The defendant next argues that the prosecutor impermissibly appealed to juror sympathy when he argued that the defendant and Mancias fled together, “leaving [the victim’s] body on the side of those tracks, as if she weren’t even a human being, as if she were the litter we saw walking around [during the] view.”  Defense counsel objected at the end of the prosecutor’s argument and asked that the “litter” comment be struck and the jury instructed.  The judge overruled the objection, stating that the prosecutor did not cross the line.  We doubt that the prosecutor’s needless comment had the effect of sweeping the jurors beyond a fair and calm consideration of the evidence, see Commonwealth v. Smith, 387 Mass. 900, 905 (1983), and we continue to credit jurors with that “certain measure of . . . sophistication in sorting out excessive claims,” Commonwealth v. Kozec, 399 Mass. at 517.  Regrettably, we cannot say the same for those prosecutors who seem bent on interjecting low grade drama into their closing arguments.  Here, the jury did not quite feel the prosecutor’s passion, given that they found the defendant not guilty of murder committed with extreme atrocity or cruelty.  This single reference was not so inflammatory as to require a new trial.  Commonwealth v. Judge, 420 Mass. 433, 452 (1999).

Finally, the defendant argues that the prosecutor argued facts not in evidence when he said, “[The victim] died so the defendants could cover up the rape they had just committed and what they had done.  And they ran up the hill afterwards together . . . .”  The defendant contends there was no evidence to support this theory.  There was no objection.  There was evidence to support a finding of aggravated rape by joint venture, that the defendant acted as lookout for Mancias, and evidence from which the jury could have found that they fled together.  The prosecutor was entitled to marshal the evidence “in favor of his client.”  Commonwealth v. Johnson, 374 Mass. 453, 459 (1978), S.C., 409 Mass. 405 (1991).  The argument, although not one that flows inevitably from the evidence, asked the jury to draw an inference that was “reasonable and possible” (citation omitted).  Commonwealth v. Marquetty, 416 Mass. at 452.  Moreover, the absence of an objection to this statement from vigilant defense counsel is some indication that the comment did not land a foul blow that was unfairly prejudicial.  See Commonwealth v. Toro, 395 Mass. 354, 360 (1985).  We conclude that the argument did not create a substantial likelihood of a miscarriage of justice.  Commonwealth v. Wright, 411 Mass. 678, 682 (1992), S.C., 469 Mass. 447 (2014).

7.  Motion to reduce verdicts.  The defendant moved postverdict, pursuant to Mass. R. Crim. P. 25 (b) (2), 378 Mass. 896 (1979), to order entry of findings of not guilty or, alternatively, to order entry of verdicts on lesser included offenses.  The motion was denied, and the defendant appeals from the denial of his motion.  A judge’s decision to exercise the broad powers conferred by rule 25 (b) (2)[5] is reviewed for abuse of discretion or error of law.  Commonwealth v. Lyons, 444 Mass. 289, 291 (2005).  We do not substitute our judgment for that of the trial judge.  Other than arguing the facts of the case in the light most favorable to himself, the defendant has not shown that the judge abused his discretion.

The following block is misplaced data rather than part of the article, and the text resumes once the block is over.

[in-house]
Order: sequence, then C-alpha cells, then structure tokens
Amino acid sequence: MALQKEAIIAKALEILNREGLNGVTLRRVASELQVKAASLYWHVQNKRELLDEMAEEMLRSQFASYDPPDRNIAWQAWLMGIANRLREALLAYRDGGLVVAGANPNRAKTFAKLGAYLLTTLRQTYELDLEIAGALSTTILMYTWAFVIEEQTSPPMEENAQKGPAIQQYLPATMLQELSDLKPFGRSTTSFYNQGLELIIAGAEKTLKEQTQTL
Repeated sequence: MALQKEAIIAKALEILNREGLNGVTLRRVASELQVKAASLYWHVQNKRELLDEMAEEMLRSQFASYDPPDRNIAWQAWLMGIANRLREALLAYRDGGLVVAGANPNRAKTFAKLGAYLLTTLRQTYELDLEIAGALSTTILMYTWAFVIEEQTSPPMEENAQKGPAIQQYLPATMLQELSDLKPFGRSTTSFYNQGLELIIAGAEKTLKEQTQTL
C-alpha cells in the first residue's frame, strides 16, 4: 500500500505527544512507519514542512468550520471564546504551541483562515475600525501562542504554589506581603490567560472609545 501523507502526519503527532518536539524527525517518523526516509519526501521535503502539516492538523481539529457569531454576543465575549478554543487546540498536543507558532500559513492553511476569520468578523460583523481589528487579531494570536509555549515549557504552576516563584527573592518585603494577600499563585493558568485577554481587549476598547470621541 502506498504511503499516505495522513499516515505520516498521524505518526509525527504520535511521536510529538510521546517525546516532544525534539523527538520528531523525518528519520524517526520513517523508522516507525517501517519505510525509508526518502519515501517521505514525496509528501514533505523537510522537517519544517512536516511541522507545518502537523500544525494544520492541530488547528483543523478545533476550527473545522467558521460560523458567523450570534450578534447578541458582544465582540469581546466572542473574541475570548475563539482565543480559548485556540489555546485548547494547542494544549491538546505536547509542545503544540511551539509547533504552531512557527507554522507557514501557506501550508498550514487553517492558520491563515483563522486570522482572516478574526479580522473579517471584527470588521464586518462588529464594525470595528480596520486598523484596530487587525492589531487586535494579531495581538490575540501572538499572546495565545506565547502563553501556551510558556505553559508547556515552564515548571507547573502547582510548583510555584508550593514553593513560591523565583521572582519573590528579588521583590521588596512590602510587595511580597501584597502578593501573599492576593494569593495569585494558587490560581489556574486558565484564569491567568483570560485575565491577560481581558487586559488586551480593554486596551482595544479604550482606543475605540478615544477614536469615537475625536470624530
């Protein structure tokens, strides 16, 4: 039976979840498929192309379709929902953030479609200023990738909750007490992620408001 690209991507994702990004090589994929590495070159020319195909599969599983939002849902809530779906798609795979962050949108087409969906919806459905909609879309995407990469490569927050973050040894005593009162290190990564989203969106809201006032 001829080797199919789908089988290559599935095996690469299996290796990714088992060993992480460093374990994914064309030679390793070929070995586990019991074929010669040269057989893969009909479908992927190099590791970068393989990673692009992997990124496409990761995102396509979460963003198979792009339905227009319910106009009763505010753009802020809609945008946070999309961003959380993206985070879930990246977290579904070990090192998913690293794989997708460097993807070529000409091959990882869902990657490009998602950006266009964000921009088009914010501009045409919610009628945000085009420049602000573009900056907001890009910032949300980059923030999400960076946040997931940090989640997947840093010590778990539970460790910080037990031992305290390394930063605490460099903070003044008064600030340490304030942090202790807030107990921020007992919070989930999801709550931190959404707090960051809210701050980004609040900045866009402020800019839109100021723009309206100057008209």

8.  Review under G. L. c. 278, § 33E.  We have reviewed the entire record, the briefs, and heard oral argument, and conclude that there is no reason to reduce the degree of guilt or order a new trial.  However, the conviction on the indictment alleging aggravated rape is duplicative of the conviction of felony-murder and must be dismissed.  See Commonwealth v. Lopes, 455 Mass. 147, 148 (2009).

9.  Conclusion.  The judgment of conviction of murder in the first degree is affirmed, as is the denial of the postverdict motion under rule 25 (b) (2).  The matter is remanded for entry of an order dismissing as duplicative the conviction on the indictment alleging aggravated rape.

So ordered.

     [1] Because the interviews were conducted in Spanish, the video recordings were not played to the jury.  Instead, portions of English translations of the transcriptions of the audio portion of the recordings were read to the jury.

     [2] The defendant challenges on appeal the trial judge’s refusal to consider this issue, which the defendant renewed in a motion in limine filed on the first day of trial.  The trial judge determined that he was bound by the decision of the motion judge, who considered the same issue.  Contrary to the defendant’s assertions, he raised precisely the same issue in his memorandum of law in support of the motion to suppress.  The trial judge’s ruling was correct.  See Commonwealth v. Haskell, 438 Mass. 790, 792-793 (2003); Commonwealth v. Marmolejos, 35 Mass. App. Ct. 1, 3 (1993).  We will treat the issue as having been decided by the motion judge, and the matter will receive full appellate review.

     [3] The parties do not dispute the judge’s conclusion that all three interviews were custodial interrogations.

     [4] We note that the trial judge determined, essentially on grounds of relevance and fairness, that the only portion of the second interview on April 29 that could be admitted in evidence was the defendant’s statement, when shown a photograph of the victim, that he had never before seen her.  In his May 17 statement the defendant acknowledged he had not been truthful on April 29 when he said he had never seen the victim before.

     [5] We have likened the broad powers of a trial court judge under Mass. R. Crim. P. 25 (b) (2), 378 Mass. 896 (1979), to our powers under G. L. c. 278, § 33E.  See Commonwealth v. Keough, 385 Mass. 314, 319 (1982), quoting Commonwealth v. Goulden, 383 Mass. 543, 555 (1981).